Most states have voter registration deadlines in October, which means that any registration improvements must be in place at least a couple of months earlier to have a meaningful effect. The FTV: JRLA requires states to offer Online Voter Registration, which streamlines the process for election officials, and can help voters register from their computers or phones in the eight states that do not yet offer this service.
The FTV: JRLA also requires states to offer Same Day Registration so voters can register and vote at the same time, either during early vote or on Election Day. The FTV: JRLA requires states to offer at least two weeks of early voting as well. The FTV: JRLA provides a host of minimum standards protecting the vote-by-mail process that must be in effect at least a couple of months before these deadlines to have full impact.
Election Day, of course, is the single day when voters experience the biggest range of challenges from long lines caused by too few polling locations or broken machines to being told they’re not on the voting rolls to strict voter ID provisions that act as a poll tax and barrier to the ballot box.
LDF documented scores of Election Day problems in our recent Democracy Defended report about our 2020 voter protection activities. Our voter protection efforts for state elections in 2021 showed these challenges have hardly abated. In fact, the hundreds of bad voting bills in legislatures across the country will likely make things worse in 2022 without federal action.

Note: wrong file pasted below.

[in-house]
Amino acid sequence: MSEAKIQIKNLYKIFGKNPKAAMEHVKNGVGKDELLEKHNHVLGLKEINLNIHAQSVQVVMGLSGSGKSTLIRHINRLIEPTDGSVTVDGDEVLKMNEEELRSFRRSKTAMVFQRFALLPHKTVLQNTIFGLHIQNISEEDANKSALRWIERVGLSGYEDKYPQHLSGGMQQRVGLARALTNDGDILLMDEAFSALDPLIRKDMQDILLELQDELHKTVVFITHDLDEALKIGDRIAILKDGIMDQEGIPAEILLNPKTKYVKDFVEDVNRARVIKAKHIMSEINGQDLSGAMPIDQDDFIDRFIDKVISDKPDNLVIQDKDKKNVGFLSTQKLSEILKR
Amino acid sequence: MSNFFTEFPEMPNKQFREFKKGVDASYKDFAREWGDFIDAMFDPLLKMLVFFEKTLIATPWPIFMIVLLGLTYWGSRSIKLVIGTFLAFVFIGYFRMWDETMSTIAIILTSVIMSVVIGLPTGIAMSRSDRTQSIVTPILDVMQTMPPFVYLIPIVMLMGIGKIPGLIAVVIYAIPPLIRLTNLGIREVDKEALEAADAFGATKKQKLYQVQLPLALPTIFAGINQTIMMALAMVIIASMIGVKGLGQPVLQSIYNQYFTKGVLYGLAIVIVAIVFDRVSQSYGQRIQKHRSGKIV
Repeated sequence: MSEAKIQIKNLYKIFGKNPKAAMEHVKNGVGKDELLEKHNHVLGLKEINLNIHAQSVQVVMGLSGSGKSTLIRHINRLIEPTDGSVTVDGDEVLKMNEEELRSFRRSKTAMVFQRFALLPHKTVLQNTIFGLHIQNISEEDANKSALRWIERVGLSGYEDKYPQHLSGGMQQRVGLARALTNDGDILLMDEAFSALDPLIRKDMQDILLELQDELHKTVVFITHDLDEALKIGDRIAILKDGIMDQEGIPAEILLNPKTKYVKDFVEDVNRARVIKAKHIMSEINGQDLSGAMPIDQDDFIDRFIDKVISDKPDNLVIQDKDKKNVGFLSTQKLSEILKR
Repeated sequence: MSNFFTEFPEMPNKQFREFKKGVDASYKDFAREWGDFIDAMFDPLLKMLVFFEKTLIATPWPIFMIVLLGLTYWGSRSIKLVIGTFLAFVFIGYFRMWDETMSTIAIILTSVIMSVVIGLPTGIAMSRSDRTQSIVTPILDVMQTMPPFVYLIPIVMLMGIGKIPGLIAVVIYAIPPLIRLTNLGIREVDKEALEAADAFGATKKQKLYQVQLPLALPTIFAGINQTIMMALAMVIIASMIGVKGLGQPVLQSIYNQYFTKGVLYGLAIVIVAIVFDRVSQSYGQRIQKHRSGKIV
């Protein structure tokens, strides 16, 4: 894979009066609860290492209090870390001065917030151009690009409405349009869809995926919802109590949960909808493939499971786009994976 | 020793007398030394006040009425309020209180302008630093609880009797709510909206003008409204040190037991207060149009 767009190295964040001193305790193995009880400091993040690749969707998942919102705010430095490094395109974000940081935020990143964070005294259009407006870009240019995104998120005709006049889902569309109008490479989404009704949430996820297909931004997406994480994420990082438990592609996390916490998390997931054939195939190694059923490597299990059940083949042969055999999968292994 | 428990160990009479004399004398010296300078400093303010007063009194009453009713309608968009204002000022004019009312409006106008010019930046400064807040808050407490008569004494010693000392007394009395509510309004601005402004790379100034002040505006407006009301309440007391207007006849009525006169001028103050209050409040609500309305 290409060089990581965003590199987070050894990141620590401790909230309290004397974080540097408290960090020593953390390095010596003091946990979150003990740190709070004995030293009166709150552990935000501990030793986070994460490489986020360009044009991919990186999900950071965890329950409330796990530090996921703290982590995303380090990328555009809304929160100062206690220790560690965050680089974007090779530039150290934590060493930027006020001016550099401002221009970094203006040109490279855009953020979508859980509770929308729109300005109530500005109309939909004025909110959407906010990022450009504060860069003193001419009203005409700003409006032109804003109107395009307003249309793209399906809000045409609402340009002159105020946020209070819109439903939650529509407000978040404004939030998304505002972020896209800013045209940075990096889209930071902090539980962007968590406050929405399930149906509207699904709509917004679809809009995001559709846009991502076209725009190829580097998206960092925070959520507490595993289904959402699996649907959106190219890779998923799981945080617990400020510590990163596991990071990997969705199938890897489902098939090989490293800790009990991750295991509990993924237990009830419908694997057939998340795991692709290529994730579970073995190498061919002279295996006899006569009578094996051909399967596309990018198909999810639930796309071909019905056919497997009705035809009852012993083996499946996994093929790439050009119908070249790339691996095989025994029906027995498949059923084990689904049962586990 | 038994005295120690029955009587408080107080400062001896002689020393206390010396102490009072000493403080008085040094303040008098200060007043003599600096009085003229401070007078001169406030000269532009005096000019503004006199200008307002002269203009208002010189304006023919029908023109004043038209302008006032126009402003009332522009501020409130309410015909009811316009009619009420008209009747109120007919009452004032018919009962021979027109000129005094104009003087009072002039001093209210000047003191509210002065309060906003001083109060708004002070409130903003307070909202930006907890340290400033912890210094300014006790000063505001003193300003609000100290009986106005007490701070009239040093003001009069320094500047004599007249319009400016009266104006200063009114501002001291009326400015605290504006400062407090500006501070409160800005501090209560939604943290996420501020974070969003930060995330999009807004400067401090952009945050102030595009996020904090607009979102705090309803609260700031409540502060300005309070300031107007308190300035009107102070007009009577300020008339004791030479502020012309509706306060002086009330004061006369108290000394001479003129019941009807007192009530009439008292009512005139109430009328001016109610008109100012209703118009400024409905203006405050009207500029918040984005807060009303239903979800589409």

The FTV: JRLA contain a range of protections and minimum standards that will make Election Day 2022 much smoother, especially for Black and Brown voters—but only if the legislation is enacted in time.
With several months between passage and protections, each week of delay on the front end causes serious problems for voters. We have no more time to spare or waste. Our leaders in Washington must find a way to protect our votes now, before any more important federal elections are held in which a person’s right to vote depends upon the size of their wallet, the color of their skin, or where they live.